Notes on Usability and Human Interface


Don’t make me think. — Steve Krug

The most common mistake made on software products usability is to overlook the user mental model that describes the task your software is enabling. That model is a combination of real world experience, other software experience and general computer experience. User’s approach is defined by his experience and the more your application has a familiar behavior, the more will be appreciate by users. As applications are made by programmers, their interface and workflow behaviour are based on technical and incomprehensive solutions that scare and demotivate usability. We also had this kind of approach and hardly are trying to clean our minds from that attitude; at the beginning of our software product experience our aproach was driven by the standard old style software product, made by datagrid (full of data), data-forms (enormous pages full of input fields, textareas, checkboxes), reports… without any care about the user approach and application sexappeal.

One of the most useful tool to verify the usability of your application is to observe users while are using your application.

Some weeks ago we made a video test on Teamwork using service and the result had been impressive… really!  most of the difficulties the tester had where so obvious that we felt stupid but we never thought at them as GUI impediments. So in few days we work on each of this stupid impediments that let our application to be unusable and with little adjustments (most on feedback behaviors) we make a more comfortable Teamwork :-).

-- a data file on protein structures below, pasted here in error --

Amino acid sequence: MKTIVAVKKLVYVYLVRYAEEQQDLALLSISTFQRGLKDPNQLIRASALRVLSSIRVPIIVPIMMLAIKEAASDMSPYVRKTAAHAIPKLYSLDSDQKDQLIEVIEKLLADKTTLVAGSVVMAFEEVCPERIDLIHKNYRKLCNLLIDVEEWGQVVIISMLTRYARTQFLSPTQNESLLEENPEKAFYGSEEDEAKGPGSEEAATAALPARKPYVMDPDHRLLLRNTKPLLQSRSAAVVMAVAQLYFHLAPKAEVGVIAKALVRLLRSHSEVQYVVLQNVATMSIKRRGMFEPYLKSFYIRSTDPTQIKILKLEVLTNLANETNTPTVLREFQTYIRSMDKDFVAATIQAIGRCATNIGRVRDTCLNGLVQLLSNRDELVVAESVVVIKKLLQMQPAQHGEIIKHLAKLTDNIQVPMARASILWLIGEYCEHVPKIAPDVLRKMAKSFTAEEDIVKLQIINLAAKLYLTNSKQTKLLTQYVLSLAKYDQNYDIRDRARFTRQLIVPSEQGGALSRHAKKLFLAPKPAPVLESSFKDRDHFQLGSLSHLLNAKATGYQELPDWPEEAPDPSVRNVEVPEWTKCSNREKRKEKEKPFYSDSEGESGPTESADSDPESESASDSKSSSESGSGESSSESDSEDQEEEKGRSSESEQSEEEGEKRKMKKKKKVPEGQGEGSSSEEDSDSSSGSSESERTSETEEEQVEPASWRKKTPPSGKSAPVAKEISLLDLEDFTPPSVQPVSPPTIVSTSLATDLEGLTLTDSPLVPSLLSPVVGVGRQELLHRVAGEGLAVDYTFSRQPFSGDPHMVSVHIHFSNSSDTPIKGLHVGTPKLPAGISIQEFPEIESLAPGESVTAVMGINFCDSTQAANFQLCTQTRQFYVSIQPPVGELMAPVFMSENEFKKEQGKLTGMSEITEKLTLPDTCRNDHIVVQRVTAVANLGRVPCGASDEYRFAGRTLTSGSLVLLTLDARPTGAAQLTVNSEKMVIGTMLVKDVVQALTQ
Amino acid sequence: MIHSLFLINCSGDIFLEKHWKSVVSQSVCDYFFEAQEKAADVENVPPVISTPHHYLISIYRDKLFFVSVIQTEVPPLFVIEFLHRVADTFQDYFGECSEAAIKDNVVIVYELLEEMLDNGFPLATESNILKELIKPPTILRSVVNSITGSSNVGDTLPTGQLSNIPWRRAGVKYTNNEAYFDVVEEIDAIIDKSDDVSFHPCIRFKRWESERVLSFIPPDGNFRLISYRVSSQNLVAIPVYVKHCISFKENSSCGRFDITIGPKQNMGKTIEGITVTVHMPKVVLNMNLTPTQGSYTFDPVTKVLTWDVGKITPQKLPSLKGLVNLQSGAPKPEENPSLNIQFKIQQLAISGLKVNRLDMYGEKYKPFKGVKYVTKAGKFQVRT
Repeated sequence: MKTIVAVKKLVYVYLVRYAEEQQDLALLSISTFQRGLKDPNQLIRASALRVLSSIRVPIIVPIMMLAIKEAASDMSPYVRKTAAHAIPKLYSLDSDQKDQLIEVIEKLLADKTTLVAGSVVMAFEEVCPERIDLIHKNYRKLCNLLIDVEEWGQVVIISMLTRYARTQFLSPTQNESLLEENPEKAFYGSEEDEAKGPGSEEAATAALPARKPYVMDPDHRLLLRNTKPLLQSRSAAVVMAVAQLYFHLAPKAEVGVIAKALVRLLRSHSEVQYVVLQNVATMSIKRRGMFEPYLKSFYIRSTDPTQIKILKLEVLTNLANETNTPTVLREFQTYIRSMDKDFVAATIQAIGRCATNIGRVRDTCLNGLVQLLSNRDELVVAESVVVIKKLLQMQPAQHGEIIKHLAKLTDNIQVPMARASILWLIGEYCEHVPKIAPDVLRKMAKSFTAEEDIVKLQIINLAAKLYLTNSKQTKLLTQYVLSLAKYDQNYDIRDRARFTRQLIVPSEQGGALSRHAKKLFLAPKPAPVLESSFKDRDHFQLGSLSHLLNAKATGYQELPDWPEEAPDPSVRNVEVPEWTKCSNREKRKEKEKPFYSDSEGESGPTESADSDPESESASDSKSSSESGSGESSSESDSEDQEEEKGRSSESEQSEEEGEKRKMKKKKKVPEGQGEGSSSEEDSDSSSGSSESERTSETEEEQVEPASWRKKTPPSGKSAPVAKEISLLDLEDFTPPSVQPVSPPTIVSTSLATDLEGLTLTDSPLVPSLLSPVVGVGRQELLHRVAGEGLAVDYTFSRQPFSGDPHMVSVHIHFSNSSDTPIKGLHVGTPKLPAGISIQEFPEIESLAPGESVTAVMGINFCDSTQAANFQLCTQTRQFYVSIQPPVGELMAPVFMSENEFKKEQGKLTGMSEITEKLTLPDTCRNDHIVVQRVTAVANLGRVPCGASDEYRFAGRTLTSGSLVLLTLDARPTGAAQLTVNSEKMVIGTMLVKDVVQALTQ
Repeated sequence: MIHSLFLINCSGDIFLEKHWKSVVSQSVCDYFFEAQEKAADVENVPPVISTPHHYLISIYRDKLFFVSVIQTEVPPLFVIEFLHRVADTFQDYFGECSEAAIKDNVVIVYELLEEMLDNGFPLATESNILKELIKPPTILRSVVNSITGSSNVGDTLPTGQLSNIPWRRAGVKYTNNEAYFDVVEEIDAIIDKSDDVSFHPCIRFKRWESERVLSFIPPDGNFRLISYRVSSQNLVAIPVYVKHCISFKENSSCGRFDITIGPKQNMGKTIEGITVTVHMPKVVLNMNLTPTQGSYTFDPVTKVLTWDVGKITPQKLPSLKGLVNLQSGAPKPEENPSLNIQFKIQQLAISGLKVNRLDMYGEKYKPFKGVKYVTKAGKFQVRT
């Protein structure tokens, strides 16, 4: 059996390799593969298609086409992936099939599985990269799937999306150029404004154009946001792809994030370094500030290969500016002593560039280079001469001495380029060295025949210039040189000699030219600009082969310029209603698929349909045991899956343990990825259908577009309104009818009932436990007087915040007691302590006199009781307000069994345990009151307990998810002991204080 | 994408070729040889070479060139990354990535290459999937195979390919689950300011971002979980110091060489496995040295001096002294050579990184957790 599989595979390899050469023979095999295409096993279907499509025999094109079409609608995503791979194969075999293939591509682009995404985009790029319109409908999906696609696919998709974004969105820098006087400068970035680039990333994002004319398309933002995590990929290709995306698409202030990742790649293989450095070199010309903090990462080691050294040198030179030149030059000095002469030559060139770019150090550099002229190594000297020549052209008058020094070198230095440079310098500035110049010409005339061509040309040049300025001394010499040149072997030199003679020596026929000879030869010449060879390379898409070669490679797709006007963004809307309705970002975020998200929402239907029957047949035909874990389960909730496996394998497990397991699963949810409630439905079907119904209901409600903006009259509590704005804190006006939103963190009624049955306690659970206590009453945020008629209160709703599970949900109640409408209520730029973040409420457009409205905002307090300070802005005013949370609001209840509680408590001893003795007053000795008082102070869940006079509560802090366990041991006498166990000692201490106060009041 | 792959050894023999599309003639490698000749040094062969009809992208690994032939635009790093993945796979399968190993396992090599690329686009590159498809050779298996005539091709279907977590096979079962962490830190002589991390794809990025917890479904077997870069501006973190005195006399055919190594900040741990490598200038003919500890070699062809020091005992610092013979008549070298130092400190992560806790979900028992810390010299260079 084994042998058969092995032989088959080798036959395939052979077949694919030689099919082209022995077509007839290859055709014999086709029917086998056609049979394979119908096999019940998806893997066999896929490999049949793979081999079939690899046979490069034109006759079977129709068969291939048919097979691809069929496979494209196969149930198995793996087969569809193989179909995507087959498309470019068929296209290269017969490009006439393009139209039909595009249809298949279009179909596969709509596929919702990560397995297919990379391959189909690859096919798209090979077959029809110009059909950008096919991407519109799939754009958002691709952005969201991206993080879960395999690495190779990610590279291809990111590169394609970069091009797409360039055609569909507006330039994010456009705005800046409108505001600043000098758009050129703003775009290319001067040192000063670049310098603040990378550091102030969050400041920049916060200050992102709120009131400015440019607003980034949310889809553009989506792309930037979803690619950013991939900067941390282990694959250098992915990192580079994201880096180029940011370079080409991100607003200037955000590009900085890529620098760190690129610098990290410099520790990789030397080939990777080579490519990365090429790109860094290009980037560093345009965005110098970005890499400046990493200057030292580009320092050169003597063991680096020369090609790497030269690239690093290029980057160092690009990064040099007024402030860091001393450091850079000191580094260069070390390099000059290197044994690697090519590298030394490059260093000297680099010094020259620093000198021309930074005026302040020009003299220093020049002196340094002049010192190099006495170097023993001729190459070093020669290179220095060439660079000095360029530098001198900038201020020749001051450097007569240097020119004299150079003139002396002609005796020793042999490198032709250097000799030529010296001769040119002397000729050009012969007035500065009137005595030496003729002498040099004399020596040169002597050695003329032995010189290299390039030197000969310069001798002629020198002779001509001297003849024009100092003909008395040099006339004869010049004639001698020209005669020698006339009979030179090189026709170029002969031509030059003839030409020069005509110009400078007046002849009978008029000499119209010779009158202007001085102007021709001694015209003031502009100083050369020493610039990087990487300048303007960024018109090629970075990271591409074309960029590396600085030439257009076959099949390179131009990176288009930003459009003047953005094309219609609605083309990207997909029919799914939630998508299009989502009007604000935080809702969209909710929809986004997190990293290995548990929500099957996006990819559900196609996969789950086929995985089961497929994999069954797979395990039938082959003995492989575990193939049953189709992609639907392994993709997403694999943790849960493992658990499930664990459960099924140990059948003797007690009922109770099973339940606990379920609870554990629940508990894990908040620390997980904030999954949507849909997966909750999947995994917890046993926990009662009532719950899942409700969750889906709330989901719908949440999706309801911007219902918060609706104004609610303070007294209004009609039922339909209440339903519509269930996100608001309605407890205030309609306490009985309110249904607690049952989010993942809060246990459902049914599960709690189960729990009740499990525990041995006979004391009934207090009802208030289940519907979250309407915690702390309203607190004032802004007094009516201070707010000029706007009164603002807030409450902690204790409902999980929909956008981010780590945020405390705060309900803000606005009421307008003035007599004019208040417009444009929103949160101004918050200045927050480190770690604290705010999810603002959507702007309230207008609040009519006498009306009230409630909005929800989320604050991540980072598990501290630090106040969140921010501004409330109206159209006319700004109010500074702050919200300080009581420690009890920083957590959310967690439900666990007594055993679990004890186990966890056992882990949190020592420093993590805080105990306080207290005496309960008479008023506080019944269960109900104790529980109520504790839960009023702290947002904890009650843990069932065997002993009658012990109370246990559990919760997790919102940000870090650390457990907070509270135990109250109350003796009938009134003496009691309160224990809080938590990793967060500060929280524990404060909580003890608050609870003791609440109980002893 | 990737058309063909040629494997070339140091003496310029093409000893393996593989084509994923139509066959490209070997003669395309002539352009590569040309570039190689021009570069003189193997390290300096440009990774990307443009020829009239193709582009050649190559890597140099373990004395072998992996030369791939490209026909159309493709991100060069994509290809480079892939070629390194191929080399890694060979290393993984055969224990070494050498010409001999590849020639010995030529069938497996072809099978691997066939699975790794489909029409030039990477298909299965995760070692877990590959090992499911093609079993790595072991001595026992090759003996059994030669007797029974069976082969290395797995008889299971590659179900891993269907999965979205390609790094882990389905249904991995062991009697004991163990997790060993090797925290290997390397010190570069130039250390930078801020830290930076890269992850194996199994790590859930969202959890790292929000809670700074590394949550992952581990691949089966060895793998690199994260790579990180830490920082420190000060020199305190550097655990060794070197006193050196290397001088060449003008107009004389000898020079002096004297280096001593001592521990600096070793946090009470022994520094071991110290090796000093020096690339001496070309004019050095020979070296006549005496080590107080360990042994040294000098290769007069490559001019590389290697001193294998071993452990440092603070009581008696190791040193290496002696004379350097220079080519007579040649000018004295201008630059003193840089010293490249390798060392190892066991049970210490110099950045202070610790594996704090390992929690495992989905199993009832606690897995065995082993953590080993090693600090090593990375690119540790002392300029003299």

If you want to know more please read this article on Notes on usability, game mechanics, and Teamwork’s evolution.

So, first of all we have to reflect the User’s Mental Model to be shore that usability will not be a discriminate for users choice; the mental model your users have should infuse the design of your application’s user interface. It should inform the layout of your application’s windows, the selection and organization of icons and controls in the toolbars, the functionality of panels, etc.; try to avoid using modes that lock users into one operation and prevent them from working on anything else until that operation is completed.

In addition to seeing the results of their actions, users need immediate feedback when they operate controls and status reports during lengthy operations. Your application should respond to every user action with some visible change. Provide extensive feedback and communication at every stage so users feel that they have enough information to make the right choices.

The first porpoise of an application is, of course, to complete a task, but the importance of an application’s appearance should not be underestimated. The  appearance has a strong impact on functionality. An application that appears cluttered or illogical is hard to understand and use. “Aesthetic integrity is not a measure of how beautiful your application is. It’s a measure of how well the appearance of your application integrates with its function”.

keep the design as simple as possible, a simple design is a good design and the best tools are those that users are not even aware they are using. The more complex your application’s task, the more important it is to keep the user interface simple and focused. Your product should look pleasant on the screen, even when viewed for a long time.

Another important point is to stimulate discovery; encourage your users to discover functionality by providing cues about how to use user interface elements. If an element is clickable, for example, it must appear that way, or a user may never try clicking it.

I suggest to read carefully some interesting articles and guides about Human Interfaces: